National Geographic : 2012 Mar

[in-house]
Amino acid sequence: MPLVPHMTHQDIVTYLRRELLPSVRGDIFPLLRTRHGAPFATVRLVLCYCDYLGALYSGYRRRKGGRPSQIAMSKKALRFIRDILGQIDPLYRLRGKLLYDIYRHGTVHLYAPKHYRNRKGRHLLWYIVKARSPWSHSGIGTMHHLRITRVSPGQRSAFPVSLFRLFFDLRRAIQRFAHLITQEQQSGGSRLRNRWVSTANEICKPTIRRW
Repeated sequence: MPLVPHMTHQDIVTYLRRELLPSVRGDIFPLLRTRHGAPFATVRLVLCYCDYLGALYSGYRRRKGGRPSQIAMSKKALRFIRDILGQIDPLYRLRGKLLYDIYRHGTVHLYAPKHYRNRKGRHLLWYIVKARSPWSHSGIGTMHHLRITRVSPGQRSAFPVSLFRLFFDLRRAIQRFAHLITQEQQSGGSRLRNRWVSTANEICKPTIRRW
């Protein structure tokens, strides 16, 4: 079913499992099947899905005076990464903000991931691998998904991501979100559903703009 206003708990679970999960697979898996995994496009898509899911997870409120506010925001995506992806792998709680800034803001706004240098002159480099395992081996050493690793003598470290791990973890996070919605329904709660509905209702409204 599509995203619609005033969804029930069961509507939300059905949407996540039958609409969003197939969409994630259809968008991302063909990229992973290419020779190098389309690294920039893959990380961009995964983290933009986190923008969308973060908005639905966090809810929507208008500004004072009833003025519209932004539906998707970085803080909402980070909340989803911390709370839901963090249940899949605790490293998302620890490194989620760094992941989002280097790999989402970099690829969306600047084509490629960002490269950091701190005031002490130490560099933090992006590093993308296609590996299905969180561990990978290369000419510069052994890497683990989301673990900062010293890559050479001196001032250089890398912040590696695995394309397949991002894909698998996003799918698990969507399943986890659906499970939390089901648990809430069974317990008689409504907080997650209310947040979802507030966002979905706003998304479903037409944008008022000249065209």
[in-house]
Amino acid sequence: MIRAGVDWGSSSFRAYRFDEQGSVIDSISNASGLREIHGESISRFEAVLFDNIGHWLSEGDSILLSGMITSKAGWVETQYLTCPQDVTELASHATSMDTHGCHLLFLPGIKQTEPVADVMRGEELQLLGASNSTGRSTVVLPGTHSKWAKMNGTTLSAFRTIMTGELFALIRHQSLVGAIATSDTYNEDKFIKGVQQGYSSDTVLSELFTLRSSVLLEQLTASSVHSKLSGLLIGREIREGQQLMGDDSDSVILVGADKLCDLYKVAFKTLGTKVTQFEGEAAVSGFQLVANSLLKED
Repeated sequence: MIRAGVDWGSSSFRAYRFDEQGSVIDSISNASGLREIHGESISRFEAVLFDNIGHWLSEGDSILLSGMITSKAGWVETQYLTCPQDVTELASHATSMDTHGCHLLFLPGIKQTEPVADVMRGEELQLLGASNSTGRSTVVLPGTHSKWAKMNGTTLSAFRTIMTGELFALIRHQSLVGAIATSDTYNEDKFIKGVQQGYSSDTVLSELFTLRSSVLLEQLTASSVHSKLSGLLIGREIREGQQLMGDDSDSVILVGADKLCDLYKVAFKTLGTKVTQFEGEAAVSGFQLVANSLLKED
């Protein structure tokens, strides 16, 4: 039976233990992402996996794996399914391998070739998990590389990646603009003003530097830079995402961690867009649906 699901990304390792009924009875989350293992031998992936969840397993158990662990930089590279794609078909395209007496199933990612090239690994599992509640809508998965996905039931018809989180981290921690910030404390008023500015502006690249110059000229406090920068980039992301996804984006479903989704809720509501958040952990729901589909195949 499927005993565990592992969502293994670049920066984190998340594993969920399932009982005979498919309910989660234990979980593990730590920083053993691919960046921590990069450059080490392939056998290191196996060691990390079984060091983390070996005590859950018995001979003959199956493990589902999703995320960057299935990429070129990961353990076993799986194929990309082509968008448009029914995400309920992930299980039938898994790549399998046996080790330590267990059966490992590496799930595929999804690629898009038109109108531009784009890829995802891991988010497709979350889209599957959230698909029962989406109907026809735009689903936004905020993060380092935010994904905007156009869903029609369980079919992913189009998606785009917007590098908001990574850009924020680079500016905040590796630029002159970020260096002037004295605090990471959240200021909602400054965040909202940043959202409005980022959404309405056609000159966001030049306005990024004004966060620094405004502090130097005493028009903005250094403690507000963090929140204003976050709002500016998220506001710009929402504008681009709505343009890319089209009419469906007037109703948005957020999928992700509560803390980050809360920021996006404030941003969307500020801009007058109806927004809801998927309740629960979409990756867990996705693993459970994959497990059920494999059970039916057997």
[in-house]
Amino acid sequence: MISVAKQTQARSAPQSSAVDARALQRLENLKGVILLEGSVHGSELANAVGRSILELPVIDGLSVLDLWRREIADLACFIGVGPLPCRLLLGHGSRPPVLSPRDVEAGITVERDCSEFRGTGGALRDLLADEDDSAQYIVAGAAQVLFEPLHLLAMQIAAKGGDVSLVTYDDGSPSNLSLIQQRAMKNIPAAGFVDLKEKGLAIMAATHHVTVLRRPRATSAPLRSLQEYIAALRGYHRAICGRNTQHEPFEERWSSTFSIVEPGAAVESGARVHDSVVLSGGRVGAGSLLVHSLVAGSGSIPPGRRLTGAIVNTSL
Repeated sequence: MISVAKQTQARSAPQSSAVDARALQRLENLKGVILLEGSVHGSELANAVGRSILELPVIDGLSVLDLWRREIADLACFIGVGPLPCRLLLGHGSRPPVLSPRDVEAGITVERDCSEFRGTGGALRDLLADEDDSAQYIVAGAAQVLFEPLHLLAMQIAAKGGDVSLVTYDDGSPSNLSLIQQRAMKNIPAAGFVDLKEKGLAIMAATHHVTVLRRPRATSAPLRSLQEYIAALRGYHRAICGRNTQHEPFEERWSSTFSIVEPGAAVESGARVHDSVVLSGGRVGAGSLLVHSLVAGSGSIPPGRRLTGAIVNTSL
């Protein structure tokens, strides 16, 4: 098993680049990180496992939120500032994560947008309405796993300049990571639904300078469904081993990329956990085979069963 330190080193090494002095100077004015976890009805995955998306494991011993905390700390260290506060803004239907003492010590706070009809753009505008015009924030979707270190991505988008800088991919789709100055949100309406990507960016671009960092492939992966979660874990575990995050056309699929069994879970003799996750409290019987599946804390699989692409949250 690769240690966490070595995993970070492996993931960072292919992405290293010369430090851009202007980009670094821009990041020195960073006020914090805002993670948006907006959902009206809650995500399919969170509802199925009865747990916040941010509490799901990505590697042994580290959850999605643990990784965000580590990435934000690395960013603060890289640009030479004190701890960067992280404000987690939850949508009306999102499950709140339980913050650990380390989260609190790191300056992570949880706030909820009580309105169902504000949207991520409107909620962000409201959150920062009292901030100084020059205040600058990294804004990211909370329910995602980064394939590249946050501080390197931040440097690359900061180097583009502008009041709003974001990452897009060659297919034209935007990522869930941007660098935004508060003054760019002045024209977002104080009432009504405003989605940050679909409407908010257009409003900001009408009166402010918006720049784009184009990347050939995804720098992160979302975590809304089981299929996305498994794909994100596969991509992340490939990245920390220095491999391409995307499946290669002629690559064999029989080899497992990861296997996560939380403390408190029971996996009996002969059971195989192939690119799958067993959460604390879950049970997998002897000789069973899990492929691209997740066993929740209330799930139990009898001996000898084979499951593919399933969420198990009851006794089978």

EDITOR'S NOTE PHOTO: PETER BEARD, ART + COMMERCE A black rhino flees ropers in eastern Kenya in 1968. Its capture was part of a relocation effort. Unless poaching is stopped, their future looks bleak. Horns of a Dilemma It would have been difficult to convince the black rhino being pursued by our helicopter that the plight of rhinos in South Africa had taken a turn for the better. Clearly annoyed by our aircraft, she was blasting through the bushveld at a remarkable pace, her calf right behind. Suddenly, the massive rhino spun around and faced us head-on. She looked up and shook her head, her horns swinging in an arc. Enough was enough. It was time to stand her ground and call our bluff. I marveled at her defiance. That was in 1995, when rhinos---especially white rhinos---in southern Africa were rebounding to such a degree that our helicopter flight was part of a population survey for an upcoming Natal Parks Board game auction. The animals were to be auctioned off to parks, reserves, and hunting lodges. The work of dedicated conservationists and private game farmers had paid off, but that was then. Today things are not as promising. This month Peter Gwin and photographer Brent Stirton take us to the front lines of the recent poaching crisis in "Rhino Wars." Peter writes that the optimism of the 1990s has suffered a reverse. In 2008, 83 rhinos were poached in South Africa alone. In 2011 the figure was more than 400. Unless poaching is stopped, their future looks bleak. Rhinos may not be as attractive and charismatic as tigers or elephants---the species we see in typical conservation campaigns---but the mother I saw 17 years ago was indisputably wild and beautiful in her defiance.